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Victoria enacts rules for deploying facial recognition in public schools

Categories Biometrics News  |  Facial Recognition  |  Schools

Public schools in the Australian state of Victoria will require approval from parents, students, and the Department of Education to use facial recognition technology, local publication The Age reports.

The Department of Education created new rules after a review found the use and storage of biometric data poses a risk. Victoria Education Minister James Merlino criticized Australia’s federal government for awarding LoopLearn a $500,000 (roughly US$356,000) grant to bring its facial recognition solution for schools to market.

“I remain concerned about any roll out of this initiative. The fact that Scott Morrison is supporting this Big Brother style system in our classroom does not change that,” says Merlino. “Teachers are best placed to record student attendance, not robots.”

Consent to use facial recognition must be explicit and informed, and the Department of Education will only give its blessing to any deployment after the school has performed a rigorous privacy assessment, according to the report.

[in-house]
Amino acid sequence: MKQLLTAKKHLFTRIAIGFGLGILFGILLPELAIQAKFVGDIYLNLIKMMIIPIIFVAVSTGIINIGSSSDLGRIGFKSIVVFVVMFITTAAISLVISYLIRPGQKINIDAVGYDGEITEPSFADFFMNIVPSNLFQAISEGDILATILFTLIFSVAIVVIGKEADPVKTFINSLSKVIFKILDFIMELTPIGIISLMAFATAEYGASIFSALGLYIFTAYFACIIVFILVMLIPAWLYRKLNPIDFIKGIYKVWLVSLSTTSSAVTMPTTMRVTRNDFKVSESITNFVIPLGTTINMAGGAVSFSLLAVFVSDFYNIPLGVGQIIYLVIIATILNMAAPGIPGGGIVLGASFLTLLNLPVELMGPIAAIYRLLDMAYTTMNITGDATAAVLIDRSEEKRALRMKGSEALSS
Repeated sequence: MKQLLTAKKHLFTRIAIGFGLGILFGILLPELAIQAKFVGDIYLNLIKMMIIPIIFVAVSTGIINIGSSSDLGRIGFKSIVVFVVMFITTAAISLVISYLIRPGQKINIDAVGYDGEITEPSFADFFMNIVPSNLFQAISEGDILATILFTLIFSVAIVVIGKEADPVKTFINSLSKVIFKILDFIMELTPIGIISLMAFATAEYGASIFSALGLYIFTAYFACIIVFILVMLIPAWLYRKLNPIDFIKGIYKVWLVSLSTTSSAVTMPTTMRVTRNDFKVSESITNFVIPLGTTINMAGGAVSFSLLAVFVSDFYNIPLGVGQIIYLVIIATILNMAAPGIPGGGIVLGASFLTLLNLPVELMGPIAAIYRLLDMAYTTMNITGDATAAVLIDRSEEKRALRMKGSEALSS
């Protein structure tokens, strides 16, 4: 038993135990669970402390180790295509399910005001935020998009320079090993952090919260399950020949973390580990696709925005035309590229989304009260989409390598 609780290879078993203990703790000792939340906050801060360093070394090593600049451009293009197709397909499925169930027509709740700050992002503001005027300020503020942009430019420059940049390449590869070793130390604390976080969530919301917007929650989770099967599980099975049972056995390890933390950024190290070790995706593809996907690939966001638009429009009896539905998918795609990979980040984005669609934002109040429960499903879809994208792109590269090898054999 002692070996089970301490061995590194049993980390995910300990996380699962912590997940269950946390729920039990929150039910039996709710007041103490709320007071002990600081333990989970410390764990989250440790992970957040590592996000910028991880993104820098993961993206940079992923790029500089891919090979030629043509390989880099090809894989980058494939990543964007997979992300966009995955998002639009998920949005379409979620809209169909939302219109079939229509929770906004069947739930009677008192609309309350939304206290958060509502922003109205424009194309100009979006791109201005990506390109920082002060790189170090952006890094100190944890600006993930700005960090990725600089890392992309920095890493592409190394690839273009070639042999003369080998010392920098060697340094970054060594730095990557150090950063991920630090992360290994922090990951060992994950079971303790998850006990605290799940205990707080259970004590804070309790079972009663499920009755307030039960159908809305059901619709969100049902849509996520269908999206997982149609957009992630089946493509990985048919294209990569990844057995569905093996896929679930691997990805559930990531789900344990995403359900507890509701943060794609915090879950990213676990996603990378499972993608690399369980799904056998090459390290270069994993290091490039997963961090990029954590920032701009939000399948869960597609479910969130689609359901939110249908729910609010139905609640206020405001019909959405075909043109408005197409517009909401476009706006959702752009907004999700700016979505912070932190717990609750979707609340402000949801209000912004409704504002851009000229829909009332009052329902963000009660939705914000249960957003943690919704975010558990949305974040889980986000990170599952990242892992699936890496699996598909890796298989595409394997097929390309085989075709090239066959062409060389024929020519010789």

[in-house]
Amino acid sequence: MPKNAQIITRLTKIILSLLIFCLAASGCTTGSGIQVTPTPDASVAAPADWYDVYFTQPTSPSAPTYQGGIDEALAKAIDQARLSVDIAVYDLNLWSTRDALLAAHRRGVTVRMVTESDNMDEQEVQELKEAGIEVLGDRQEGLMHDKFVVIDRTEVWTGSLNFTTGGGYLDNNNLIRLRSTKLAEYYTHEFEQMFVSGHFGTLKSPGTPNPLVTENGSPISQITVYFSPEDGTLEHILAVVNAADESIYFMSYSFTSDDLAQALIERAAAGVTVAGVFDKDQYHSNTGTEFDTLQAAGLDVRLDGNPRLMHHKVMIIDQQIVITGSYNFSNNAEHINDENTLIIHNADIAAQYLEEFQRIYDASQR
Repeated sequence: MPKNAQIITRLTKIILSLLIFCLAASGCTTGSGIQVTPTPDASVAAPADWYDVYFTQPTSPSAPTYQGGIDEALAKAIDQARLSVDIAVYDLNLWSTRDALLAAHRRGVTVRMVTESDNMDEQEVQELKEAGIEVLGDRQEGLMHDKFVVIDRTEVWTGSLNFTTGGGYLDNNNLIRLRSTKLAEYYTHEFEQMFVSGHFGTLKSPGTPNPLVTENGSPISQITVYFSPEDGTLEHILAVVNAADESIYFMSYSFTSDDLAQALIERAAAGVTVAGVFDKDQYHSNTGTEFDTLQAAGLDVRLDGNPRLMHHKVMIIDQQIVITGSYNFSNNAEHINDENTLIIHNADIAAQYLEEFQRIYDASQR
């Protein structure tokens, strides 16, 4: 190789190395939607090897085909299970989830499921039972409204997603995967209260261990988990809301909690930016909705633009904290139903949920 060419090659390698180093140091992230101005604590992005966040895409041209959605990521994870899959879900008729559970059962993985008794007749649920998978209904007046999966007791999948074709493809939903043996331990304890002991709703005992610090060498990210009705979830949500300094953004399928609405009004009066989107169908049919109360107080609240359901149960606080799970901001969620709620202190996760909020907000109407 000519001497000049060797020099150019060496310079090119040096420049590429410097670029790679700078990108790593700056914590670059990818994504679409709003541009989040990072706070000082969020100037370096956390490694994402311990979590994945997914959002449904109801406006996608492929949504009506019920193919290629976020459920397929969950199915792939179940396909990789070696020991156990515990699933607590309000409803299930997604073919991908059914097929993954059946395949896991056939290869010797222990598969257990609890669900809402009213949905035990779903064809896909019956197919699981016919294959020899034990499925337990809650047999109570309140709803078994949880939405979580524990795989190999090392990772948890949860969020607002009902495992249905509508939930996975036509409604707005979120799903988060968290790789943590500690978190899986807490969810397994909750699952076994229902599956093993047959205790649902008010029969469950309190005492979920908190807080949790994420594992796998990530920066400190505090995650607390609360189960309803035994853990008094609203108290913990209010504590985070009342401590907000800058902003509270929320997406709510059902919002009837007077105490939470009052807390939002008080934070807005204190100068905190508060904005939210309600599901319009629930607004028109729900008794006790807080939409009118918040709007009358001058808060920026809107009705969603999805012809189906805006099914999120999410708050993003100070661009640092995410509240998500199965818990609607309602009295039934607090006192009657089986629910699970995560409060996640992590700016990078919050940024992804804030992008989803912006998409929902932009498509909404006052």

LoopLearn’s technology is being trialed in Victorian private schools, and trials had been planned for government schools, but those pilots have been scuttled. The Melbourne-based startup says its service saves teachers up to 2.5 hours per week, or 30 minutes a day, by removing the need for them to take attendance.

Student images are deleted after they have been matched, and the company has followed the department’s guidance for schools, according to LoopLearn Co-founder Zoe Milne.

“Having gone through this process a number of times, we are yet to find a parent who feels uncomfortable with LoopLearn after we explain the safeguards and privacy of the system, and the significant benefit that our technology provides to ensuring their children are safe,” Milne says.

State Information Commissioner Sven Bluemmel previously told The Age that the loss of privacy outweighs the technology’s benefits, asking, “Do we want our children to feel like it’s normal to be constantly under surveillance?”

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